Your phone starts to ring. It’s 9:46 PM on a Thursday night, but you aren’t getting a booty call. Instead, it’s your Baidu delivery guy calling because he couldn’t get into your office building. You pick up your food from downstairs. It’s a well-wrapped salmon avocado sandwich, and you are only willing to pay for it because of your 50 RMB OT meal allowance. Sitting alone by the giant French window in the pantry, you overlook the glorious view of Beijing’s CBD, and wonder how you ended up like this.
It all started three years ago when a friend from a group chat shared a job opportunity at a global PR agency. You were an English teacher at that time, partying at Kokomo and picking up Chinese girls. You thought it would be great to work in a global firm, dress in a suit like a douche, and go to business meetings. So you applied. Despite your lack of experience in PR, you still got the job as a copywriter because of your English skills.
“Well, there’s still some benefit as a foreigner,” you thought. The package wasn’t great, but you were happy because you were tired of being a dipshit, and you finally had a business card with a swanky title and geometric corporate logo.
The job was unexpectedly easy. All you did was polish translations for your Chinese colleagues. But you were happy because you were asked to participate in various high level projects – new business pitch proposals, corporate communications plans, CEO byline articles, and social media roadmaps. Your calendar was filled up with brainstorm meetings, although you didn’t understand a thing they were discussing, except for a few strategically placed English words from some zhuangbi colleagues trying to impress the boss. But even so, you carefully saved each and every polished document in a personal folder aptly named “My PR Portfolio”. You felt like a professional.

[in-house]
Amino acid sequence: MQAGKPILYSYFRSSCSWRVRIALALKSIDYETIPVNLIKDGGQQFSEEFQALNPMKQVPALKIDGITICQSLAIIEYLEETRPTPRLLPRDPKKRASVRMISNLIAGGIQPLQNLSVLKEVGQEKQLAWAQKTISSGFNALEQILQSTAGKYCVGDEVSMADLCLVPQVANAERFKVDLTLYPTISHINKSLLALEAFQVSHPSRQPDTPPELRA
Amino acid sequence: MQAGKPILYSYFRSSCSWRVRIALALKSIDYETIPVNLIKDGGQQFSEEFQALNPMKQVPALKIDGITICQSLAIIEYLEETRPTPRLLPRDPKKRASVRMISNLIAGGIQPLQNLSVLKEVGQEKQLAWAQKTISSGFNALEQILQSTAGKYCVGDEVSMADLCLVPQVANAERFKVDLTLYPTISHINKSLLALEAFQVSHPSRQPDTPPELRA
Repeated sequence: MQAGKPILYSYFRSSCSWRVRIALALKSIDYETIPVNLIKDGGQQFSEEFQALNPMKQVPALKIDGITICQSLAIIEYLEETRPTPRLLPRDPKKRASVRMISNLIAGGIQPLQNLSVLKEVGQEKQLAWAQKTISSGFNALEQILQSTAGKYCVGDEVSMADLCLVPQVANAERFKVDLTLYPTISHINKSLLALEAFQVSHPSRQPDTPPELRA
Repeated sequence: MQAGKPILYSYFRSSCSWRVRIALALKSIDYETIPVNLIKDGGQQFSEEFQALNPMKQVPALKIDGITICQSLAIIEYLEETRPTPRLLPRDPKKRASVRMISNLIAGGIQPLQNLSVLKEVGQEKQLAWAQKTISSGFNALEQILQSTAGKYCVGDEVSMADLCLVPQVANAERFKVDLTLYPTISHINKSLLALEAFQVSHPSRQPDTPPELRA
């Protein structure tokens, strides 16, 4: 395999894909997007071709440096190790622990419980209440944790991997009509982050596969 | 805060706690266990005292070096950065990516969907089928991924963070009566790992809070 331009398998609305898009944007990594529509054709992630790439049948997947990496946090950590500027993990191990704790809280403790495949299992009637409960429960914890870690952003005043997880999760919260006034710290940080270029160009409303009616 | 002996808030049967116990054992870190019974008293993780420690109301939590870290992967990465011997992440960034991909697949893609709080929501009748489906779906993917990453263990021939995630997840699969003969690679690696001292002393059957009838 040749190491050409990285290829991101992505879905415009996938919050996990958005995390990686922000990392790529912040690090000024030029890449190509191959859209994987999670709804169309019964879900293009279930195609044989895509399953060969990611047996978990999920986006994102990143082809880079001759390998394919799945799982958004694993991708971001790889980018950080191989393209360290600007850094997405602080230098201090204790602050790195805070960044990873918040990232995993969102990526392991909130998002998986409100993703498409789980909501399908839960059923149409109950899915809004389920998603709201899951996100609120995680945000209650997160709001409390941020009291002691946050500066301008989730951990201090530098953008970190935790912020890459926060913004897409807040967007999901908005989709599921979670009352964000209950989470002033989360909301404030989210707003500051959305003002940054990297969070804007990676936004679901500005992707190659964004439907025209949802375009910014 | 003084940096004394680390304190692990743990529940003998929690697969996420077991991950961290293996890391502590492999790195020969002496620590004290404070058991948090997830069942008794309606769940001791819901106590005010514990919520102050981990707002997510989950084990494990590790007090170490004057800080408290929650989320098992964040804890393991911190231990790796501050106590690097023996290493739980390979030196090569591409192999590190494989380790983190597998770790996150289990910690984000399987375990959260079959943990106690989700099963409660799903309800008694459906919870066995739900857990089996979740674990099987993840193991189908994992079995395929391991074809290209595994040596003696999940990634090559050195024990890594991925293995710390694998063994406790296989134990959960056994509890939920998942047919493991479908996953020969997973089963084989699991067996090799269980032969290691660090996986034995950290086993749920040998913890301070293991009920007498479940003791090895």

Things started to go bad after the honeymoon period. Even after a year spent as a copywriter, you weren’t given any real copywriting work. Instead, you were only tasked with polishing your colleagues’ crap. In fact, you found your English getting worse as you picked up more and more Chinglish. Even the corporate comms decks got old, as you realized your team simply copied and pasted the same format for every client. You tried to talk to your supervisor, but he kept telling you that you were not experienced enough and didn’t understand the China market. It seemed that your white privilege wasn’t doing you any good anymore.
“I need to improve my Chinese so I can get real work,” you told yourself. You started to make friends with your Chinese colleagues and talk to them in Chinese. You even started talking to the office Ayi, but you always ended up embarrassing yourself because you couldn’t figure out her dialect. Other than that, your colleagues were quite friendly. “It’s getting better,” you thought.
After three months of going native, you gave up. You figured out that your Chinese colleagues couldn’t hold a real conversation, and that discussions could never progress beyond the usual questions.
“Where are you from?”
“How long have you been in China?”
“Do you like Chinese girls?”